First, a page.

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TheTrain Now Standing

I was expecting a thirty minute queue at the security entrance to Westminster yesterday evening but it was just me. The Great Hall was being laid out for President Obama's visit today and so Parliament was very quiet indeed, possibly with more armed police than visitors.

Up to the committee room for an AGM and meeting on next generation broadband, where we were joined by our Technology Forum President, Adam Afriye MP,  Chairman and MEP, Malcolm Harbour and MP's Ian Taylor, Therese Coffey and Rory Stewart.

I'm somewhat of a TE Lawrence and Wilfred Thesiger fan having once travelled across much of the Middle-east on a mountain bike and told Rory how much I enjoyed his TV documentary on that great World War I hero, Lawrence.  Stewart is a new Conservative MP and an adventurer and Arabist of that same determined character that once gave us an Empire. In January 2002 he walked across Afghanistan; surviving by his wits, his knowledge of Persian dialects and Muslim customs, and the kindness of strangers. "Along the way he met heroes and rogues, tribal elders and teenage soldiers, Taliban commanders and foreign-aid workers. He was also adopted by an unexpected companion - a retired fighting mastiff he named Babur in honor of Afghanistan's first Mughal emperor, in whose footsteps the pair was following."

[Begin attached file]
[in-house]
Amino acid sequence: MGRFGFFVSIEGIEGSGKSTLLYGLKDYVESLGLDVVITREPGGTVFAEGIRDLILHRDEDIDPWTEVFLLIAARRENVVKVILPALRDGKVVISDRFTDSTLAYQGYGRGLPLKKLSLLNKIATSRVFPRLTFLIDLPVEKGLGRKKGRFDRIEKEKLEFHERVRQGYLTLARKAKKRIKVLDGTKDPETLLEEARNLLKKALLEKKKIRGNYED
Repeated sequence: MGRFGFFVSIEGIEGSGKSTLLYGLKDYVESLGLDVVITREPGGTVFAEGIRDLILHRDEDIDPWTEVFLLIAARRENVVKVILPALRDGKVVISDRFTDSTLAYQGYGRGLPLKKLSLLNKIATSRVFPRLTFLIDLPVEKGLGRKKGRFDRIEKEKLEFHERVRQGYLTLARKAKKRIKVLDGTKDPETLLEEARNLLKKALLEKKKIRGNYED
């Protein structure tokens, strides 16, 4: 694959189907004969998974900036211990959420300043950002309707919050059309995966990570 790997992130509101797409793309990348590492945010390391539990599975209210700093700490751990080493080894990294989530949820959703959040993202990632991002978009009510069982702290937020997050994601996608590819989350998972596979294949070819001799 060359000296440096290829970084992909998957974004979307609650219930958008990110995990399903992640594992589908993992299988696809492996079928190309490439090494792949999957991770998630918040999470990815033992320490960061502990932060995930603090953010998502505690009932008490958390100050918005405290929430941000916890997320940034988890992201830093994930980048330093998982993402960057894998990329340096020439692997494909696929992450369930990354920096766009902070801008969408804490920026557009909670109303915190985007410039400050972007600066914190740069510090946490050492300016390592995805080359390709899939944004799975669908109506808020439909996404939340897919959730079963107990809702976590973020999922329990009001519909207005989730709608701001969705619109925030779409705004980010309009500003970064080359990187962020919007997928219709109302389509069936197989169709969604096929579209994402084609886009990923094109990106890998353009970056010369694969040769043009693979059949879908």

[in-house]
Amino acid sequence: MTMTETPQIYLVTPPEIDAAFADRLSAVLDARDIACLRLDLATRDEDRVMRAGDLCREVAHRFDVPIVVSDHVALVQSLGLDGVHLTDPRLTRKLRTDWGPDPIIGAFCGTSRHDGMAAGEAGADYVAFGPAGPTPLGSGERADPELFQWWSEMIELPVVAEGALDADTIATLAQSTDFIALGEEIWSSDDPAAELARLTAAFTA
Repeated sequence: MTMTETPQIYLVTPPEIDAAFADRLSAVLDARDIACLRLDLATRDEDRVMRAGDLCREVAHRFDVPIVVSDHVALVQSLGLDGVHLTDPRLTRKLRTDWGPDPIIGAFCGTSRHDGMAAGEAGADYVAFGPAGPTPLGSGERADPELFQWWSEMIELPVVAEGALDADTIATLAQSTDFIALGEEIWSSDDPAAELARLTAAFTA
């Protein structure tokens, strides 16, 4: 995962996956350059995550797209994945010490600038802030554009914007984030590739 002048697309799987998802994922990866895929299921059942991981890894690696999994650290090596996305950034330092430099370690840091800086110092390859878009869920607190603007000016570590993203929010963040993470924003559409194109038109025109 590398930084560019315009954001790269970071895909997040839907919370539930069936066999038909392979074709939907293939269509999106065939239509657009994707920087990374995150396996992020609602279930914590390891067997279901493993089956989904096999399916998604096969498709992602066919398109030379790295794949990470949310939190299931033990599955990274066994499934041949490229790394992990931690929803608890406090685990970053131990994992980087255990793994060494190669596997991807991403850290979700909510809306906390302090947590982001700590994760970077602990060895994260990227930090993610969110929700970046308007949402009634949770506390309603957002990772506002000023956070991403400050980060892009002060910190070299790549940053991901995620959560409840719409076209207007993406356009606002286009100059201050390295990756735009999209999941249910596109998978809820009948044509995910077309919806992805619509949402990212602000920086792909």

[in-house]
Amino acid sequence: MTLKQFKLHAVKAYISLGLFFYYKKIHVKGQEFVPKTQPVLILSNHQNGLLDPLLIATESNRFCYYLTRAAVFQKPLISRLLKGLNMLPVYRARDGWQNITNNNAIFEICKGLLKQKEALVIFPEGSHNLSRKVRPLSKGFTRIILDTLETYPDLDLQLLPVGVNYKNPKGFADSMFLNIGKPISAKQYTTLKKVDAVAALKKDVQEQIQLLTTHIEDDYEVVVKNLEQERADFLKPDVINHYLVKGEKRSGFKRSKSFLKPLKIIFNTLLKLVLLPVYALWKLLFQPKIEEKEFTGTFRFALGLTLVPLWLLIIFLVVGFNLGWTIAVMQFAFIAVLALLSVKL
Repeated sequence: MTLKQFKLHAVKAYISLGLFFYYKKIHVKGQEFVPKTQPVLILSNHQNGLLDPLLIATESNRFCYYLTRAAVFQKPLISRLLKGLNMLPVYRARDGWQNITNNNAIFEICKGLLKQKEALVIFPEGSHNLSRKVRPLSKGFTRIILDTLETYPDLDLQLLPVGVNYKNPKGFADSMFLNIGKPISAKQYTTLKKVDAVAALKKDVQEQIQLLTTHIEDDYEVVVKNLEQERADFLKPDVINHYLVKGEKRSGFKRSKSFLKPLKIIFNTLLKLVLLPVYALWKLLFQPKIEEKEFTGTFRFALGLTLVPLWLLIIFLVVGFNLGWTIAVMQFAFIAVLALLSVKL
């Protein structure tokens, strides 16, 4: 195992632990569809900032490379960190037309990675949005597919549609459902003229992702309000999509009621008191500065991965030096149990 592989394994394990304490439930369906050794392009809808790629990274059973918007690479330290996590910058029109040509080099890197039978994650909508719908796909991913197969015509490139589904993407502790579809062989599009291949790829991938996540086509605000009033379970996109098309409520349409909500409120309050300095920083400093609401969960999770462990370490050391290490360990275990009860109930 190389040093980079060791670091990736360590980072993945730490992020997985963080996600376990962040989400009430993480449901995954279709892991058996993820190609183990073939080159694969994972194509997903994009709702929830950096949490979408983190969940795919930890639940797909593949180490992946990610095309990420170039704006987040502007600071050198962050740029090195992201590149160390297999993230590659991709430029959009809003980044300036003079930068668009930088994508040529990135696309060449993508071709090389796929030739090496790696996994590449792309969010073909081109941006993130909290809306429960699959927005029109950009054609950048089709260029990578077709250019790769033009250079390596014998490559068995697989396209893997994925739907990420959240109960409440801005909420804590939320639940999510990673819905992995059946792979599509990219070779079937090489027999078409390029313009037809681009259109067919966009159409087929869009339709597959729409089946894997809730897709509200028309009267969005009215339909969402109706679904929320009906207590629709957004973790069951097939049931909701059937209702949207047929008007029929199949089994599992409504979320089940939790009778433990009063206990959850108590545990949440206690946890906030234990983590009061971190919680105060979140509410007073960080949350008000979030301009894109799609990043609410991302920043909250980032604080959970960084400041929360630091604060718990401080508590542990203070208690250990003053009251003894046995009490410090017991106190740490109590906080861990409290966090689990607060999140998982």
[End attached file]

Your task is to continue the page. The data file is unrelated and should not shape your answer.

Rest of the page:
Back to Victoria station for the 20:51 that wasn't and I wondered if it might have been quicker to walk home. Eventually the delayed train made an appearance and for once the journey continued without any surprises. I've written before that SouthEast trains have a record of punctuality second to none and once again they proved it last night. The sooner the franchise is given to another company, the better where I'm concerned.

As for the limitless sands of Arabia, I have to narrow my own horizons to the beaches of Thanet these days and regular business trips to Abu Dhabi and Dubai. However, unlike Thesiger, I don't have to struggle across the 'Empty Quarter' on a camel because I can hear many different Arabic dialects within easy walking distance of my home.


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I mentioned in the last post, the 1981 expedition that took in Median Saleh, the ruined Nabatean city in Saudi Arabia


A temple carved from the rock from Petra's sister city.

By coincidence, one of the most important train stations on the Hejaz railway sat next to the ruins and when Lawrence of Arabia blew the line in 1917, the trains were trapped there and are still there today, gathering dust and with "Krupp" on the engine casings.


One of the trains, sitting where T.E. Lawrence left themwith Dr Paul Garnett as the passenger

Below, you can see one of the fortified train stations that Lawrence attacked along the Hejaz railway between Damascus and Medina.



More photos Medain Saleh can be found on THIS Site - Apparently you can catch a tourist bus these days, rather different from risking life and limb to cross an unfriendly Saudi Arabia twenty years ago!